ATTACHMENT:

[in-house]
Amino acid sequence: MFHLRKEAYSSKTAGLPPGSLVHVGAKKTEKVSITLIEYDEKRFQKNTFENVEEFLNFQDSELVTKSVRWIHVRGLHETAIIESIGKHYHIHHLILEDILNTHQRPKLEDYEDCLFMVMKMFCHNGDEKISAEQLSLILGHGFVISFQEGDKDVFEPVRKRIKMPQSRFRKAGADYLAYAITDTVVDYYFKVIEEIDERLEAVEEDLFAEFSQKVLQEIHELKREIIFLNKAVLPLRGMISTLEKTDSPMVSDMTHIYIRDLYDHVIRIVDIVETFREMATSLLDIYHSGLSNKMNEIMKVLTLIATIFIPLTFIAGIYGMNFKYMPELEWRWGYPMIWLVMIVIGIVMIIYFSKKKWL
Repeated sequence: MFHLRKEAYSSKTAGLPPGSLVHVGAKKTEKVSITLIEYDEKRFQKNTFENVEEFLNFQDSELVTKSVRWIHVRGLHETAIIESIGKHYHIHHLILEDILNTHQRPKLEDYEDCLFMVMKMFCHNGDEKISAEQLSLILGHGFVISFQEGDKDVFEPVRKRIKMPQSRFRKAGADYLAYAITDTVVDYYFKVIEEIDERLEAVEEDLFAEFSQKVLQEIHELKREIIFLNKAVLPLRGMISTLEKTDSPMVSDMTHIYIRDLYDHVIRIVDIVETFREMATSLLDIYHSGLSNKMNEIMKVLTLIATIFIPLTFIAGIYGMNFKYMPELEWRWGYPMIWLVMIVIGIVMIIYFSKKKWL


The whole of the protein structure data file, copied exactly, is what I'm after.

[in-house]
Amino acid sequence: MFHLRKEAYSSKTAGLPPGSLVHVGAKKTEKVSITLIEYDEKRFQKNTFENVEEFLNFQDSELVTKSVRWIHVRGLHETAIIESIGKHYHIHHLILEDILNTHQRPKLEDYEDCLFMVMKMFCHNGDEKISAEQLSLILGHGFVISFQEGDKDVFEPVRKRIKMPQSRFRKAGADYLAYAITDTVVDYYFKVIEEIDERLEAVEEDLFAEFSQKVLQEIHELKREIIFLNKAVLPLRGMISTLEKTDSPMVSDMTHIYIRDLYDHVIRIVDIVETFREMATSLLDIYHSGLSNKMNEIMKVLTLIATIFIPLTFIAGIYGMNFKYMPELEWRWGYPMIWLVMIVIGIVMIIYFSKKKWL
Repeated sequence: MFHLRKEAYSSKTAGLPPGSLVHVGAKKTEKVSITLIEYDEKRFQKNTFENVEEFLNFQDSELVTKSVRWIHVRGLHETAIIESIGKHYHIHHLILEDILNTHQRPKLEDYEDCLFMVMKMFCHNGDEKISAEQLSLILGHGFVISFQEGDKDVFEPVRKRIKMPQSRFRKAGADYLAYAITDTVVDYYFKVIEEIDERLEAVEEDLFAEFSQKVLQEIHELKREIIFLNKAVLPLRGMISTLEKTDSPMVSDMTHIYIRDLYDHVIRIVDIVETFREMATSLLDIYHSGLSNKMNEIMKVLTLIATIFIPLTFIAGIYGMNFKYMPELEWRWGYPMIWLVMIVIGIVMIIYFSKKKWL